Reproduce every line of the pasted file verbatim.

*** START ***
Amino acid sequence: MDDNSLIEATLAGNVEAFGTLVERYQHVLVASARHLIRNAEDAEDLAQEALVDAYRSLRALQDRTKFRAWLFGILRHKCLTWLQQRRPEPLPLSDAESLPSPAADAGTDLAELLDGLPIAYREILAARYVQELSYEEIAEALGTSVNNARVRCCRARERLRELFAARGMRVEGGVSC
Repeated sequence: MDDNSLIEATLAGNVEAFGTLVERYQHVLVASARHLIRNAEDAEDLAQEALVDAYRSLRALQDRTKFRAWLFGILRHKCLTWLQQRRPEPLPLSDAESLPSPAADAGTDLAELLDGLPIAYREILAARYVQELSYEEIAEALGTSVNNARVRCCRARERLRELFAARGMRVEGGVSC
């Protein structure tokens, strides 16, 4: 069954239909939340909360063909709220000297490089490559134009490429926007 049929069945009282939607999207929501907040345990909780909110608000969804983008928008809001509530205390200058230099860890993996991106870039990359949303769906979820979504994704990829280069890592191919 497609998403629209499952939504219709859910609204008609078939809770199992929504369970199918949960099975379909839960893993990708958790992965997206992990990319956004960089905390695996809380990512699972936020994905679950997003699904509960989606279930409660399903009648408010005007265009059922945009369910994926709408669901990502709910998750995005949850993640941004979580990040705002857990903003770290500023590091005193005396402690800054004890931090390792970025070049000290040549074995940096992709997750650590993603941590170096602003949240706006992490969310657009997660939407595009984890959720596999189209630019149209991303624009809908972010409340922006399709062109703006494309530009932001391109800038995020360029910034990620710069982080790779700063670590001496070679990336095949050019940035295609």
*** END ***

Amino acid sequence: MDDNSLIEATLAGNVEAFGTLVERYQHVLVASARHLIRNAEDAEDLAQEALVDAYRSLRALQDRTKFRAWLFGILRHKCLTWLQQRRPEPLPLSDAESLPSPAADAGTDLAELLDGLPIAYREILAARYVQELSYEEIAEALGTSVNNARVRCCRARERLRELFAARGMRVEGGVSC
Repeated sequence: MDDNSLIEATLAGNVEAFGTLVERYQHVLVASARHLIRNAEDAEDLAQEALVDAYRSLRALQDRTKFRAWLFGILRHKCLTWLQQRRPEPLPLSDAESLPSPAADAGTDLAELLDGLPIAYREILAARYVQELSYEEIAEALGTSVNNARVRCCRARERLRELFAARGMRVEGGVSC
């Protein structure tokens, strides 16, 4: 069954239909939340909360063909709220000297490089490559134009490429926007 049929069945009282939607999207929501907040345990909780909110608000969804983008928008809001509530205390200058230099860890993996991106870039990359949303769906979820979504994704990829280069890592191919 497609998403629209499952939504219709859910609204008609078939809770199992929504369970199918949960099975379909839960893993990708958790992965997206992990990319956004960089905390695996809380990512699972936020994905679950997003699904509960989606279930409660399903009648408010005007265009059922945009369910994926709408669901990502709910998750995005949850993640941004979580990040705002857990903003770290500023590091005193005396402690800054004890931090390792970025070049000290040549074995940096992709997750650590993603941590170096602003949240706006992490969310657009997660939407595009984890959720596999189209630019149209991303624009809908972010409340922006399709062109703006494309530009932001391109800038995020360029910034990620710069982080790779700063670590001496070679990336095949050019940035295609």